Many of the laws and traditions of the Old Testament are shadows that are fulfilled in Christ.
For instance, the circumcision of Jewish boys points to a spiritual circumcision “not performed by human hands” (Col 2:11). Your old self has been cut off by Christ, which is why some refer to Christ as our circumcision.
But what about tithing? How is this old covenant practice a shadow of a new covenant reality?
Tithing and circumcision have a lot in common. Both were practiced by Abraham, and both were encoded into Moses’ Law.
And both have led to controversies that divide the church. The early church fought over the issue of circumcision (Eph 2:11), while the modern church argues about tithing. “Should you tithe?” Was there ever a more contentious question?
But we wouldn’t argue over an old covenant shadow if we understood the new covenant reality. So what is it?
How does tithing point to Jesus?
To answer this question let’s look at this well-known passage on tithing:
“Will a man rob God? Yet you are robbing me! But you say, ‘How have we robbed you?’ In tithes and offerings. You are cursed with a curse, for you are robbing me, the whole nation of you! Bring the whole tithe into the storehouse, so that there may be food in My house, and test Me now in this,” says the Lord of hosts, “if I will not open for you the windows of heaven and pour out for you a blessing until it overflows. Then I will rebuke the devourer for you, so that it will not destroy the fruits of the ground; nor will your vine in the field cast its grapes,” says the Lord of hosts. “All the nations will call you blessed, for you shall be a delightful land,” says the Lord of hosts. (Mal 3:8-12)
This scripture is sometimes used as a big stick to manipulate people into giving. “If you don’t give ten percent of your gross income, you’re robbing God and opening the door to the devourer.”
Usually the people preaching this derive their income from such giving, which is an amazing coincidence.
Obviously you should not fall for this law-based teaching, for we are under grace not law.
If you believe you must give a tenth of your income to be blessed, then you are obligated to keep the whole law, which includes circumcision, animal sacrifices, and no bacon cheeseburgers while watching Friday night football. How much better to “serve in the newness of the spirit and not in the oldness of the letter” (Rom 7:6).
The law is the shadow; Christ is the reality
A question: is Malachi preaching law or prophesying? Is he pointing the finger at law-breakers, or pointing ahead to the Law Keeper? He is doing both, but we have only understood the former. We’ve seen the law and missed the prophecy.
Never mind that the first two words of Malachi are “an oracle” or “a prophecy.”
Let’s take off our law glasses and put on our Jesus lenses and reread the words of the prophet. Doing this we might see how the old covenant shadow signals a new covenant reality, and how the lesser (the tithe) points to the greater (Jesus):
– Under the old covenant, you were cursed if you had no tithe (Mal 3:8-9), but in the new you are cursed if you don’t have Jesus (Matt 25:41).
– Under the old covenant, you dared not approach God without your tithe (see Luke 18:12), but in the new we have access into the throne room through Jesus (John 14:6).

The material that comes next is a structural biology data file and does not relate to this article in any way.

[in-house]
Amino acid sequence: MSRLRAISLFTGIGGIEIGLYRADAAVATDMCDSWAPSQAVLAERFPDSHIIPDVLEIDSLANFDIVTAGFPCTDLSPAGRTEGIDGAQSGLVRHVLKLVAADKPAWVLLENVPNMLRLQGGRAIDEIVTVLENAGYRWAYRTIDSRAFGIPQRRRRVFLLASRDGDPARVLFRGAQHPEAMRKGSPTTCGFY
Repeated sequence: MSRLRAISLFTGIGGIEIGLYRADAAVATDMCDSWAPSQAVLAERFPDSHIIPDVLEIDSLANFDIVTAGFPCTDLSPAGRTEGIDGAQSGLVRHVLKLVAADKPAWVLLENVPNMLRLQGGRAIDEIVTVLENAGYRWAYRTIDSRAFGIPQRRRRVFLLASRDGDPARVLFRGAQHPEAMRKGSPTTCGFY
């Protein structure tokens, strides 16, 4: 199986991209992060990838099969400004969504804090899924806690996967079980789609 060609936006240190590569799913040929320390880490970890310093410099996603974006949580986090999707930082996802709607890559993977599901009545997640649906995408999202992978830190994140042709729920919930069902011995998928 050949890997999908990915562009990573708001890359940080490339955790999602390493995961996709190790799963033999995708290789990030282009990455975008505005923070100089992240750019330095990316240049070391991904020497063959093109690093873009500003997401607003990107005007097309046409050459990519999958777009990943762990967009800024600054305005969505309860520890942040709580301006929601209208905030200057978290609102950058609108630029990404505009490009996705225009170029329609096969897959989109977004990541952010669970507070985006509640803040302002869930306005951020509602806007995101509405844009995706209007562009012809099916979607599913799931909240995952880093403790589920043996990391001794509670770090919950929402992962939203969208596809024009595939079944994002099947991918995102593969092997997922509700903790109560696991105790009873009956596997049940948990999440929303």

– Under the old covenant no tithe meant no meat in the storehouse (Mal 3:10), which meant the priestly-tribe went hungry, but in the new covenant Jesus is the meat who sustains his priestly people (John 6:55-56). The old covenant tithe was the priest’s inheritance (Num 18:26), but our greater inheritance is in Christ (Eph 1:11).
– Under the old covenant, God required a tenth (Mal 3:8), but Jesus asks for more. “To whom much has been given, much is required” (Luke 12:48). The Much that God demands is the Much that has been given which is his Son.
– Under the old covenant you were blessed if you tithed (Mal 3:10-12), but in the new we are blessed with every blessing on account of Jesus (Eph 1:3).
– Under the old covenant, one nation was blessed on account of the tithe (Mal 3:12), but under the new covenant all nations are blessed on account of Jesus (Gen 22:18).
Read Malachi’s words through the lens of the law and you will find curses and blessings for your law-keeping performance. But read his words through the lens of grace, and you will see Jesus who fulfills the law of the tithe on your behalf and who is greater than the tithe.
A person, a place, a party
One more thing: Under the law-keeping covenant, the tithe reminded the Israelites of a person, a place, and a party.
The person: The person was Melchizedek who received the first tithe and whose name means King of Righteousness.
Hmm, who does that remind you of?
The place: Melchizedek was the king of Salem which became Jerusalem, the city of peace. This was where the Israelites’ brought their tithes. Specifically, they brought their tithes to the temple which was an old covenant shadow of Christ himself (see John 2:19-21).
The party: The Israelites used their tithes to throw parties (Deu 14:26-29), which is not a very old covenant thing to do. But parties are common in the new covenant, for they happen whenever the King of Righteousness brings his peace into our troubled lives.
Tithing was a shadow; Christ is the reality. Jesus is your tithe.
If the Israelites had been a prophetic people, and if we are to be a prophetic people, we will see that the ancient tithe points to Jesus who is the Person, the Place, and the reason for our Party.
Why was God angry in Malachi 3?
Was he upset because the Israelites had neglected to tithe their veggies?
Or was he angry because they had knocked down a signpost that points to Jesus who is our tithe and much more besides?
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